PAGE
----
However, if there is one reason to watch “The Fighter” it is for Christian Bale’s jaw-dropping performance, that soars above and beyond tour-de-force and into a territory among the very greatest of all time. He won the oscar after the very first scene in the movie, and continued to further earn it with every single scene. There is Daniel Day-Lewis-eque quality to his undeniable devotion, but this is not an overacted performance. He had me crying, laughing and rolling my eyes in disgust and, on a few occasions, doing all three at once. In the film’s final scene, and one of it’s most heartwarming, a cleaned-up Dickie is brought to tears through the pride he feels in having Mickey as a brother, I have rarely felt my heart so full in a thearter before. By the time the “real-life” footage of Dickey came on screen, my jaw dropped to the floor, I couldn’t help but whisper to myself “He got it spot-on!”.

    Didn’t mean to ramble like that, just wanted to pay some attention to a film I felt worthy of it.

  • 5 1-01-2011 at 3:14 pm

    Michael said...

    @DylanS re: Mark Wahlberg in The Fighter

    I agree with your observations. I for one think that Mark Wahlberg did the best work out of anyone in the entire cast. There was a scene towards the beginning of the film, when Mickey’s family is at the bar where he first meets Amy Adams, and the HBO doc crew is asking all these questions and the family is so loud and rambunctious – and Mickey just sort of scoots over to get away from them. He then looks over and spots Amy Adams for the first time. It only lasted a few seconds but that to me was the most telling moment in the entire film and has stayed with me more than anything else. If Wahlberg had tried to keep up with the scenery-chewing going on around him he would have been lost in the shuffle entirely. Instead his restraint and subtlety glued the entire film together, and it is a bummer that he is being thought of as insignificant when compared to his supporting actors.

    I do agree that Christian Bale also gives a jaw-dropping performance, and does duly deserve the Oscar that is so obviously on its way.

  • 6 1-01-2011 at 4:55 pm

    daveylow said...

    I was more impressed by Wahlberg’s understated performance than by Bale’s showier acting. I still think Bale gave one of his best screen performances in Rescue Dawn. But it’s rare that quieter performances win Oscars–one that comes to mind is Emma Thompson in Howard’s End.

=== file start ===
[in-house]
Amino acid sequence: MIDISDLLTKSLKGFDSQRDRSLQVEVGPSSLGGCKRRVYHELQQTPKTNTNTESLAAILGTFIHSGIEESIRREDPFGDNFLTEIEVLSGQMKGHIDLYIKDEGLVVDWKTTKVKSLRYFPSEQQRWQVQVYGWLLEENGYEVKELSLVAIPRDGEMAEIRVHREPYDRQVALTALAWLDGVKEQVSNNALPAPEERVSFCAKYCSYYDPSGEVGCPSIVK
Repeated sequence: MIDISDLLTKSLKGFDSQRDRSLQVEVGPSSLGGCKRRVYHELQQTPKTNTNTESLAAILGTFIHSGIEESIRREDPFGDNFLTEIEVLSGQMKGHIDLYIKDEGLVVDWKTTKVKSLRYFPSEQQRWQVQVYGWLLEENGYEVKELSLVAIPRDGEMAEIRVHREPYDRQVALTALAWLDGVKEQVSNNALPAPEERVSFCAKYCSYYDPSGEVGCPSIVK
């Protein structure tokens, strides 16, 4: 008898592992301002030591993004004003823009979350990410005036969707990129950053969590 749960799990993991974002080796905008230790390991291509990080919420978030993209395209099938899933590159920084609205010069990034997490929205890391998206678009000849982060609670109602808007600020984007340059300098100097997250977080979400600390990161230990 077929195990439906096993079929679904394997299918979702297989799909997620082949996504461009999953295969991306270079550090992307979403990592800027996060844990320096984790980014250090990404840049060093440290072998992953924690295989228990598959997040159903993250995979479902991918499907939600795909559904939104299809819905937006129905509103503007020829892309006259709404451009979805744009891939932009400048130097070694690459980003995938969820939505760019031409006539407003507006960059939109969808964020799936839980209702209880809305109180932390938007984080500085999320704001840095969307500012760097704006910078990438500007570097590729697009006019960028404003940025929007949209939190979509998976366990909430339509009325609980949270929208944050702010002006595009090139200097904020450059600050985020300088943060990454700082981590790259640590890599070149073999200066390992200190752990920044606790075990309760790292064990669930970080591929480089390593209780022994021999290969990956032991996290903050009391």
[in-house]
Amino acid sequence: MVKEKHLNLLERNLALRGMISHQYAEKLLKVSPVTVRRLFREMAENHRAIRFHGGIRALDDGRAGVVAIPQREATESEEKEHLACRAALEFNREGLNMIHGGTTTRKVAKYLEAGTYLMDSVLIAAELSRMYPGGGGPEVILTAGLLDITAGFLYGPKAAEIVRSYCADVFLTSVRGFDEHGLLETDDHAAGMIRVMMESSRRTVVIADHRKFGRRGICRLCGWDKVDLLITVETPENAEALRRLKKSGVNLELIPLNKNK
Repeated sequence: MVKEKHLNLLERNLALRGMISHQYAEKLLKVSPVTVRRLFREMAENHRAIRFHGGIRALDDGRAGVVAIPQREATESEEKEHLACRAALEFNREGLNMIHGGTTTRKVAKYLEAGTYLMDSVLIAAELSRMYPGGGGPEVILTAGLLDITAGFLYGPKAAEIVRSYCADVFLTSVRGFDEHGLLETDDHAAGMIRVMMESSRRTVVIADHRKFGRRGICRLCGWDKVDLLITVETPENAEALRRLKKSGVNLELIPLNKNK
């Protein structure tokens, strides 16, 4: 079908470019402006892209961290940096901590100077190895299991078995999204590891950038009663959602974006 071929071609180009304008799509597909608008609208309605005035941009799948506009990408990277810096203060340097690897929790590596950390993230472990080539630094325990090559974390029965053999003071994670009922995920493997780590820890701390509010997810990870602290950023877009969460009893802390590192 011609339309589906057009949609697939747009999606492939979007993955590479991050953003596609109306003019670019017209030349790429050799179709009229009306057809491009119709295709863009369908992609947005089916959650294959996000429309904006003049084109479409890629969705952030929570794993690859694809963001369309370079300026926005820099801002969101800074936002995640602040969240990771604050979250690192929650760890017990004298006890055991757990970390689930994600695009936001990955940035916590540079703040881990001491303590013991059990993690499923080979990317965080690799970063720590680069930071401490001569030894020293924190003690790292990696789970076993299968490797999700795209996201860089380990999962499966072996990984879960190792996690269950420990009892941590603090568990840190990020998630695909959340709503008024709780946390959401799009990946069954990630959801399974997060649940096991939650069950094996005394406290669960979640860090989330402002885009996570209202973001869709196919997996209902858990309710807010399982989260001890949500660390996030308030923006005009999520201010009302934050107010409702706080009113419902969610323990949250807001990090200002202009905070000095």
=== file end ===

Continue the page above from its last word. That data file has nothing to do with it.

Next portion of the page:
• 7 1-01-2011 at 5:07 pm

    Eric said...

    I’m quite interested as to why you bumped down Nicole Kidman, Andrew Garfield and upped Hilary Swank and Mark Wahlberg in your contenders, Kris.

  • 8 1-01-2011 at 5:36 pm

    Jake D said...

    No one is latching onto that fifth Best Actor slot. Duvall has the SAG nom, Gosling has the GG nom, but neither of their movies are in any discussion for BP. Wahlberg has the GG nom and the advantage of being in a film that’s going to get 5 Oscar noms easily. He’s got a great chance of getting the fifth slot.

  • 9 1-01-2011 at 6:15 pm

    Mr. F said...

    I watched Agora, and I was blown away. Had it found been distributed by IFC or Magnolia, two independent studios that push their films enough to find an audience, it would be in the conversation for Best Actress, and just about every craft category, especially score.

  • 10 1-01-2011 at 6:19 pm

    Derek said...

    Paging Guy Lodge, Paging Guy Lodge.

    When can we unwrap that last christmas present under the tree otherwise known as your top ten list of 2010. Looking back at your picks of the past two years (The Class, White Material) make my art house senses tingle.

  • 11 1-01-2011 at 6:21 pm

    Hc792 said...

    The Aliens vs. Predators video game is really for the hardcore. There are much, much better action titles out there.

  • 12 1-01-2011 at 6:27 pm

    Patryk said...

    Finally got around to seeing “The Kings’ Speech.” (yawn)